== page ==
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Byron Shire
June 4, 2023

Legal centre warns of govt’s push for QLD-style land clearing

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Critics are worried that changes to laws that protect native plants and animals in NSW could lead to land clearing and habitat destruction. (file pic)
Critics are worried that changes to laws that protect native plants and animals in NSW could lead to land clearing and habitat destruction. (file pic)

Hans Lovejoy

‘A serious retrograde step for biodiversity’, is how lawyers from public interest environmental law centre, EDO NSW, have described proposed sweeping changes to the state’s environmental protection laws.

And to have your say, you had better get in quickly – public submissions close Tuesday June 28.

As part of statewide public meetings, EDO NSW lawyers Nina Lucas and Emily Ryan presented to a well- attended audience on Friday at the Byron Bay Community Centre. Nature Conservation Council campaign director Daisy Barham also spoke.

Despite its name, the Biodiversity Conservation Bill appears aimed at anything but conserving biodiversity, with EDO saying major checks and balances have been replaced with ill-defined and relaxed rules.

It’s designed to replace the Native Vegetation Act 2003, Threatened Species Conservation Act 1995, the Nature Conservation Trust Act 2001 and parts of the National Parks & Wildlife Act 1974.

A Local Land Services Amendment Bill is also proposed, as are land clearing codes.

But according to NSW government ministers, the aim is to get a balance between species and ecological decline and ‘improving farm productivity’ by cutting red tape for landowners to clear their property.

On May 3, 2016, minister for the environment, Mark Speakman (Liberal), told the NSW parliament that the Bills ‘are not conflicting objectives if things are done smartly and more strategically.’

Mr Speakman argued, ‘Too much red tape alienates the very people whose co-operation is essential for great biodiversity outcomes.’

He says the package will include ‘$240 million over five years for private land conservation, with another $70 million each year after that.’

And minister for primary industries, Niall Blair (Nationals), told parliament in June 2015 that the laws that Labor introduced, ‘have failed’.

Mr Blair said, ‘For almost two decades, those laws have unfairly placed the burden of biodiversity protection solely on the shoulders of our farming community.’

Laws not broken

But Ms Lucas and EDO disagree with the government’s rationale that the current laws are ‘broken’, and instead suggest the system worked well before funding that assisted native vegetation rehabilitation was cut.

Ms Lucas says that since the Native Vegetation Act 2003 came into force, ‘land clearing has reduced from up to 21,500 ha per year to 11,000 ha per year.

‘Funding cuts to catchment management authorities after the initial four-year investment in Property Vegetation Plans (PVPs) caused delays in land clearing approvals and making property vegetation plans.’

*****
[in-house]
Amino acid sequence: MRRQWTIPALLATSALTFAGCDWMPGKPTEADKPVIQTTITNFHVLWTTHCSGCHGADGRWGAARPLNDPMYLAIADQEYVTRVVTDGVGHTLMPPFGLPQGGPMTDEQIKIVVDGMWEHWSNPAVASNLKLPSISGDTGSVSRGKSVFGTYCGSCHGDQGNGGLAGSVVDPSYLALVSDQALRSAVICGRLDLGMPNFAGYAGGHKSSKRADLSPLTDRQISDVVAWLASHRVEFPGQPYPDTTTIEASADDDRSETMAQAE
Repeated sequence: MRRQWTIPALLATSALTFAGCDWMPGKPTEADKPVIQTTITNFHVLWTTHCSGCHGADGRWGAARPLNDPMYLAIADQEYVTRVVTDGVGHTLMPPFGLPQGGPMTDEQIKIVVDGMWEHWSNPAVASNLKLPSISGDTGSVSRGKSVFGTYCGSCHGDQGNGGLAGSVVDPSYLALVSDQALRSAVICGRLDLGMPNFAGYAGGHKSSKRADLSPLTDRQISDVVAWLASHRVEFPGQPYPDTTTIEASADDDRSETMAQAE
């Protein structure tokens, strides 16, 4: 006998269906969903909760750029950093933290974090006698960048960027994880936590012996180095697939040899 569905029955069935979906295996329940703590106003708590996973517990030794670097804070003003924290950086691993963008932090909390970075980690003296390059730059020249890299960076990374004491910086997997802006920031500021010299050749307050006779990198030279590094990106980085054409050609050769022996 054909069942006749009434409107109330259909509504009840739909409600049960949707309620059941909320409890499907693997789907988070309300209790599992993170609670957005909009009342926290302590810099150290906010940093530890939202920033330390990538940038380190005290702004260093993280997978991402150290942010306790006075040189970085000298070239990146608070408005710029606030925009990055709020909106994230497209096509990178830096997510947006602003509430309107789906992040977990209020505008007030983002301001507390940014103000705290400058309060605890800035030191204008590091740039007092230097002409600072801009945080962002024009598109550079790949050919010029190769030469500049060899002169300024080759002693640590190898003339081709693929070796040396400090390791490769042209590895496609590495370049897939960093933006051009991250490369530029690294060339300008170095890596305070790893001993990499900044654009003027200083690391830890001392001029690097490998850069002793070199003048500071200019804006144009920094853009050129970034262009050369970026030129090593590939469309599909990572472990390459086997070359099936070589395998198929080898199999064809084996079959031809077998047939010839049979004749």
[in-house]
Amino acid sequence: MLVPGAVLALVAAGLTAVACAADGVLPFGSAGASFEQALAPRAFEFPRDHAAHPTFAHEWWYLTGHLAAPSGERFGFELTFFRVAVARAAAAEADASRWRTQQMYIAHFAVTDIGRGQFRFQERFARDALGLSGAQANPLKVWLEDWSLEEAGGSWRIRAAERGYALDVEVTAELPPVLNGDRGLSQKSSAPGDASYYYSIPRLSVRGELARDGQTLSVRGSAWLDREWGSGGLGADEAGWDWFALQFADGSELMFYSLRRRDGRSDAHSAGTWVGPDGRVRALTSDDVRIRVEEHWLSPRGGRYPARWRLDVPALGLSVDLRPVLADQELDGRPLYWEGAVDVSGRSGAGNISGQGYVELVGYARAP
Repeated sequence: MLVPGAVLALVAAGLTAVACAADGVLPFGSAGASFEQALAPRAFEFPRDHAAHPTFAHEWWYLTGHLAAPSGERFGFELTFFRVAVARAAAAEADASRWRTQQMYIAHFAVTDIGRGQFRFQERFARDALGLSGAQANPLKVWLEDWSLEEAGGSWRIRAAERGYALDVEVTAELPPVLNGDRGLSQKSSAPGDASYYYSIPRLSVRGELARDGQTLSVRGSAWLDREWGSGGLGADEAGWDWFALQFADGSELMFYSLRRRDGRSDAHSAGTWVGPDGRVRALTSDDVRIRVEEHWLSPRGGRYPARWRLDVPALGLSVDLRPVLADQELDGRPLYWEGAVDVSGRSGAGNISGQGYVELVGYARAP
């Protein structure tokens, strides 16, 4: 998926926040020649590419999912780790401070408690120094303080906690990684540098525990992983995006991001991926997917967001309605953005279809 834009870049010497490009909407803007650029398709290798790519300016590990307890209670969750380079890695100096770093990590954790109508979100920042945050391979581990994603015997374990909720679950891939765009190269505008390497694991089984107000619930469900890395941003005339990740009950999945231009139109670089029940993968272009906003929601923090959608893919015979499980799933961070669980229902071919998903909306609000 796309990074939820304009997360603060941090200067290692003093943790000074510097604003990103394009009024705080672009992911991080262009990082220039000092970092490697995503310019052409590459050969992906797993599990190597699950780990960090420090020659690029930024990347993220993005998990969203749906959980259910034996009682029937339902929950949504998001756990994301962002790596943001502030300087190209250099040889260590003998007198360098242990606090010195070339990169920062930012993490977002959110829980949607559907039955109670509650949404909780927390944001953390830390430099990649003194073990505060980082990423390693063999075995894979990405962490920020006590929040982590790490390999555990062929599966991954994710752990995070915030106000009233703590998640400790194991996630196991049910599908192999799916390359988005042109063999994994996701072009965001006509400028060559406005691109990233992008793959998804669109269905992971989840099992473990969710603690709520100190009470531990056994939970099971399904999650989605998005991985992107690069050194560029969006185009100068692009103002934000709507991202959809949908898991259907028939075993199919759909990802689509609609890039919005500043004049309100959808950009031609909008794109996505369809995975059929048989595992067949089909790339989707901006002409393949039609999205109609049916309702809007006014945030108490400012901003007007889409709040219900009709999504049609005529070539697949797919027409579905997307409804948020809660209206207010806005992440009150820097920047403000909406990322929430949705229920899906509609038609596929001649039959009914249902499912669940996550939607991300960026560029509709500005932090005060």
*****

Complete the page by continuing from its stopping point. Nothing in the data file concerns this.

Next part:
Ms Lucas referred to materials that are available on www.edonsw.org.au.

‘The Act is also underpinned by a scientific Environmental Outcomes Assessment Methodology (EOAM) that ensures not just biodiversity, but soil, salinity and water impacts of clearing are scientifically assessed.’


EDO say the proposed Local Land Services Amendment Bill would replace the Native Vegetation Act 2003 and its assessment methodology with four new self-assessable codes: management, efficiency, equity and farm planning.

‘[It] allows significant amounts of clearing, even in endangered ecological communities. The codes assume that landholders have ecological expertise to determine their own code-based clearing, and they allow landholders to set aside areas that might be managed or replanted to justify clearing elsewhere on the property.’

A Land Use Map is also proposed to determine whether land clearing rules apply.

EDO say they are most concerned with category two, which allows self-assessment for land-clearing.

‘There are no clear environmental baselines, aims or targets,’ they say. ‘There is no ban on broad-scale clearing, no mandatory soil, water and salinity assessment, and no “maintain-or-improve” standard to ensure environmental outcomes.’

‘QLD provides clear evidence of what can happen when clearing laws are relaxed. It has been estimated that there was a huge pulse of 275,000ha of land clearing after QLD’s land-clearing laws were relaxed in 2013–14.’

But the minister for the environment, Mark Speakman, refutes any claim the reform is a move to the QLD model. He told parliament in May, ‘Unlike QLD, we have this massive investment in private land conservation, this massive investment in saving our species. In addition, we have strong caps – both area and time – on clearing.’

The Bill’s offsetting regulation is also of concern, say EDO. ‘Offsets’ compensate the loss of biodiversity with development or clearing. EDO claims the government has ‘opted to base its reforms on the tool with arguably the weakest offset standards.’

Pay for extinction

Another major concern is how, under the proposal, developers could make a single payment into an offset trust fund to address ecological extinction. ‘This puts the burden of avoiding extinction on the trust money without stopping to find out if that is actually possible through offsetting.’

n Public comment on the reforms close June 28. Visit www.landmanagement.nsw.gov.au/have-your-say.

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